Catholic Transcript Magazine of the Roman Catholic Archdiocese of Hartford Connecticut

As we celebrate the 175th Anniversary of the Archdiocese, we look back… on July 20, 1971 when parishioners settled on a site for the new St. Thomas the Apostle Church, Oxford.
Catholic Transcript Reader Survey
Catholic Transcript Reader Survey

blair abp len hedshot for web PE7 5205I hope that you are enjoying the summer season and many blessings from our loving God and Father. As our archdiocesan pastoral planning process moves forward, I want to thank the thousands of people who responded to the Your Voice Counts survey, or who accepted an invitation to participate in focus groups which met throughout the archdiocese. We received written and online survey responses from 17,098 people, and verbal input from 248 individuals who attended the 16 focus groups, as well as input as a result of phone calls and letters.

Let me update you on some basic findings and themes that have emerged as a first step toward renewing our sense of mission as Catholics in the face of today’s realities. It is a mission that is ours by baptism and confirmation, a mission to bring others to Christ within our shared communion as his Body and Bride, the church. We do so in response to Pope Francis’ challenge of “a missionary impulse capable of transforming everything, so that the church’s customs, ways of doing things, times and schedules, language and structures can be suitably channeled for the evangelization of today’s world rather than for her self-preservation.”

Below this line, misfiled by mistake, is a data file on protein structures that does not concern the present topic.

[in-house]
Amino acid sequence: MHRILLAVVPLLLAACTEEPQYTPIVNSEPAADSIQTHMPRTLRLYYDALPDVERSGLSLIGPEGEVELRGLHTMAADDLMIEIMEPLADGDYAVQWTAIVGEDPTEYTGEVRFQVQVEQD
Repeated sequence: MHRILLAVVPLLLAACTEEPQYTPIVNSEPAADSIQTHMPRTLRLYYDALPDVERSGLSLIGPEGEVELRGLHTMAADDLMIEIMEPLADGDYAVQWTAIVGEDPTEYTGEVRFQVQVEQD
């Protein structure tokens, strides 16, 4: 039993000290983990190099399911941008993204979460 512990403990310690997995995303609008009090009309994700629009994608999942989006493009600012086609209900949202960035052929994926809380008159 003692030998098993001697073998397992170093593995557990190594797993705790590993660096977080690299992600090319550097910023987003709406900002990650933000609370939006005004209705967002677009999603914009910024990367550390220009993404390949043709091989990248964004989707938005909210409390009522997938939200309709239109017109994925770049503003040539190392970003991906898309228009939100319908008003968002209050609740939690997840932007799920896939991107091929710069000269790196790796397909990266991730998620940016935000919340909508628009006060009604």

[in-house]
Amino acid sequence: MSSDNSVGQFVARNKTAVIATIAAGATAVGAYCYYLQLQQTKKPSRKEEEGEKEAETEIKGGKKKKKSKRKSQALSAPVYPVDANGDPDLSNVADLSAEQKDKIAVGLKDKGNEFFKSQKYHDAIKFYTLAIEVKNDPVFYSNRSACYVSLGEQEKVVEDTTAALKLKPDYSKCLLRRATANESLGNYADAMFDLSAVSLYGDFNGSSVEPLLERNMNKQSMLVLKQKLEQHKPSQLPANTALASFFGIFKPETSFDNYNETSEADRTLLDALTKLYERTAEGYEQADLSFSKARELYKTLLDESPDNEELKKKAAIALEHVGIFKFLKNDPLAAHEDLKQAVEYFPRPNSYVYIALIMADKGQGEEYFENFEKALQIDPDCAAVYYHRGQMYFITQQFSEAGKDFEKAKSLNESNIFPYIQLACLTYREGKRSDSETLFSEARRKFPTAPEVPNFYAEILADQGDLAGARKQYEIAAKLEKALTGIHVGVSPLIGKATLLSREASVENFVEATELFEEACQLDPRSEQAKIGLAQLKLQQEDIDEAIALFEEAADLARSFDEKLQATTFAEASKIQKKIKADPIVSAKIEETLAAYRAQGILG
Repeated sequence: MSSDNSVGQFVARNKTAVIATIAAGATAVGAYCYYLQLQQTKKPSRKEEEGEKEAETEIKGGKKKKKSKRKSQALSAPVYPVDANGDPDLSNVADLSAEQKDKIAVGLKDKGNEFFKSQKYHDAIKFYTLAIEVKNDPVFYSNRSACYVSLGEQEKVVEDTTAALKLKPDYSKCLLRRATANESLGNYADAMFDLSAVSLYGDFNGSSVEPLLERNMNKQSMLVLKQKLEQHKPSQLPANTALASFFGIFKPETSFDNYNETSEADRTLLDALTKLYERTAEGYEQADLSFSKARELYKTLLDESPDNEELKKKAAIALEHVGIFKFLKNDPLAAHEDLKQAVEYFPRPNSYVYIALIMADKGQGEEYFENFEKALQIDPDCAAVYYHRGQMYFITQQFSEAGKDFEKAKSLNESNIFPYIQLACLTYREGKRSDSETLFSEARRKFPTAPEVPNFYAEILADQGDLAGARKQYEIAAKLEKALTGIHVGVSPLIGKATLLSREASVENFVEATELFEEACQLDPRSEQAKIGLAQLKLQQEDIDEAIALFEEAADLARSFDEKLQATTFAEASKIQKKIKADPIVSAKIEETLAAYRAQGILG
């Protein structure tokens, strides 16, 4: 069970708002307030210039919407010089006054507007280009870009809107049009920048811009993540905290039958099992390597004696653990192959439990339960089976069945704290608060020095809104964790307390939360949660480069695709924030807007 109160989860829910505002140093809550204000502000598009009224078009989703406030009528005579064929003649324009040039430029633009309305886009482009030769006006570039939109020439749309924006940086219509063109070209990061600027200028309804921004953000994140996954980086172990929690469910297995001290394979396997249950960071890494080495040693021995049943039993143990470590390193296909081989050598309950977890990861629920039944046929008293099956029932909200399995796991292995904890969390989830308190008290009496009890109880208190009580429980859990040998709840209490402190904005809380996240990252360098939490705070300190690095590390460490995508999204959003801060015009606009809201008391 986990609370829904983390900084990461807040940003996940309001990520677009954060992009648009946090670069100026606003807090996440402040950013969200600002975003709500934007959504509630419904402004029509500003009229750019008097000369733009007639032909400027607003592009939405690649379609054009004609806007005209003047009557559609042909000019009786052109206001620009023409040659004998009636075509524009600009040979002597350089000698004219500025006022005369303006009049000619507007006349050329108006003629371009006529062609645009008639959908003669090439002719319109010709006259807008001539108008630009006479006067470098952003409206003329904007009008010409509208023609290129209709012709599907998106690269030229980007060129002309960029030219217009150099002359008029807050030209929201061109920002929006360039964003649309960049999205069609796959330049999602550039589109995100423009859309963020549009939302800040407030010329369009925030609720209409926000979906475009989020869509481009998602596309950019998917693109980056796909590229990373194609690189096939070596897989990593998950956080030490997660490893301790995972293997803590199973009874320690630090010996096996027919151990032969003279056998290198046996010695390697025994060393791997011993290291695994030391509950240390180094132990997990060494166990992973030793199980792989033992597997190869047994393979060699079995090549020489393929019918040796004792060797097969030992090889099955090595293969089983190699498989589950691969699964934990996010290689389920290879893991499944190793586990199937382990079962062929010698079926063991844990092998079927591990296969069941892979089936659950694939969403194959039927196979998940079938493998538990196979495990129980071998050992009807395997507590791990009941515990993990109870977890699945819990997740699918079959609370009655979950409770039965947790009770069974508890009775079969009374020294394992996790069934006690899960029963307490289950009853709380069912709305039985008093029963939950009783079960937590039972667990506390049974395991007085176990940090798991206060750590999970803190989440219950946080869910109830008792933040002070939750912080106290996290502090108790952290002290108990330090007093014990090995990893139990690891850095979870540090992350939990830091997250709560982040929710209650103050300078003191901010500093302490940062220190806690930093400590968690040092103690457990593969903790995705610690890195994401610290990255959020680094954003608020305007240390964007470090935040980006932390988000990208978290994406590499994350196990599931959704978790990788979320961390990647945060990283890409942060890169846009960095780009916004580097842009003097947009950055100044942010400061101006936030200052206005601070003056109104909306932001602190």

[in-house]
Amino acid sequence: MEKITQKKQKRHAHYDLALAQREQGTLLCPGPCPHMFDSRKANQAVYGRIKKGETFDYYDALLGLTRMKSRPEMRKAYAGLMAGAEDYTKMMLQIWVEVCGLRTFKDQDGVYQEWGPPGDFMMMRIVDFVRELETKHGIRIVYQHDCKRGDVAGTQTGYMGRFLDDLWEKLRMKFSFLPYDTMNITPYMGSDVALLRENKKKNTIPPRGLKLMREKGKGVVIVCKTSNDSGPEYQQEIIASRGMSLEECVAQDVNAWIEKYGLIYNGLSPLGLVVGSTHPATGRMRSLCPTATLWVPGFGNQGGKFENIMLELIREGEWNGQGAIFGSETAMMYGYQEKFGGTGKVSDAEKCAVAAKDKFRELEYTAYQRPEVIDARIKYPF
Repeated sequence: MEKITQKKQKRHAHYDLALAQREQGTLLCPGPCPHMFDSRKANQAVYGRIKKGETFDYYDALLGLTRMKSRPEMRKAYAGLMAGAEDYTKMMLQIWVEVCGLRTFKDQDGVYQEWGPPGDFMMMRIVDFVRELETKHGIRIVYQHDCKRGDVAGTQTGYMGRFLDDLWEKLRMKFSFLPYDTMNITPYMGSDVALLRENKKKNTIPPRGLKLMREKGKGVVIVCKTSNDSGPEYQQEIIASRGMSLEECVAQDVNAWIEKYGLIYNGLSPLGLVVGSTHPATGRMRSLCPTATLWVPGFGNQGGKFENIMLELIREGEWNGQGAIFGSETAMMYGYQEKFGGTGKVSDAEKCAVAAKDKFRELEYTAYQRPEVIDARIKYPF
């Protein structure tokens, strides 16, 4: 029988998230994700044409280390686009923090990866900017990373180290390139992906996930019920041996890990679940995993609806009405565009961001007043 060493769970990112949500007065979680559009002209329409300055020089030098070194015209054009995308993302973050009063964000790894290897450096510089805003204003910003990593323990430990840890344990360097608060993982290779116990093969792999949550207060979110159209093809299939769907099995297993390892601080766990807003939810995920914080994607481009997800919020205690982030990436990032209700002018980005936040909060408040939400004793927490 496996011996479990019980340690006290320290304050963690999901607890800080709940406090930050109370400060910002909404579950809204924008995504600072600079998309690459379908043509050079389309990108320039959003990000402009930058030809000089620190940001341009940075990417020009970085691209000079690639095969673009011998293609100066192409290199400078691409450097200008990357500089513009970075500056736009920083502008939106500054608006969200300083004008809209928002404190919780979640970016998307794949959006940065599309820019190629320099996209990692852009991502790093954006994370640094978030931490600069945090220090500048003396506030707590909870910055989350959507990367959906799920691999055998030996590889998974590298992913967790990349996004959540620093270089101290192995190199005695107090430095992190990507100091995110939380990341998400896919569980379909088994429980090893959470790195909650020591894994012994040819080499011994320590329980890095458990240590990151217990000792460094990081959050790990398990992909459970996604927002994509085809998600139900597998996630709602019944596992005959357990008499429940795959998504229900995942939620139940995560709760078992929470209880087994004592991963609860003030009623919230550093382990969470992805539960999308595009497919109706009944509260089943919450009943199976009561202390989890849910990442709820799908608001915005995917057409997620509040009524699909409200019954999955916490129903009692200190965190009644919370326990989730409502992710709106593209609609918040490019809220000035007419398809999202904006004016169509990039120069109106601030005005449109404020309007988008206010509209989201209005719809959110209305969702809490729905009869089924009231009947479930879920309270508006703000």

The major themes that emerged from the survey and focus groups can be grouped into the following areas:

•           Evangelization

•           Relationships

•           Leadership

•           Community outreach


Respondents told us that we all need to work together more closely to “get more people in the pews” and to find better ways to welcome new or returning parishioners with a heightened sense of “hospitality.” They also recommended building upon established youth-sponsored church programs that have a “positive impact” on young Catholics. With “millennials” in particular, they asked for activities that make the church much more “approachable” and “inviting,” with a view to keeping our youth engaged with the church after they receive the sacrament of confirmation. Respondents said that the high incidence of divorce and “broken homes” creates a special need spiritually to embrace and protect children. All of these desired goals echo what Pope Francis has said about “seeking those who have fallen away” and “welcoming the outcast.”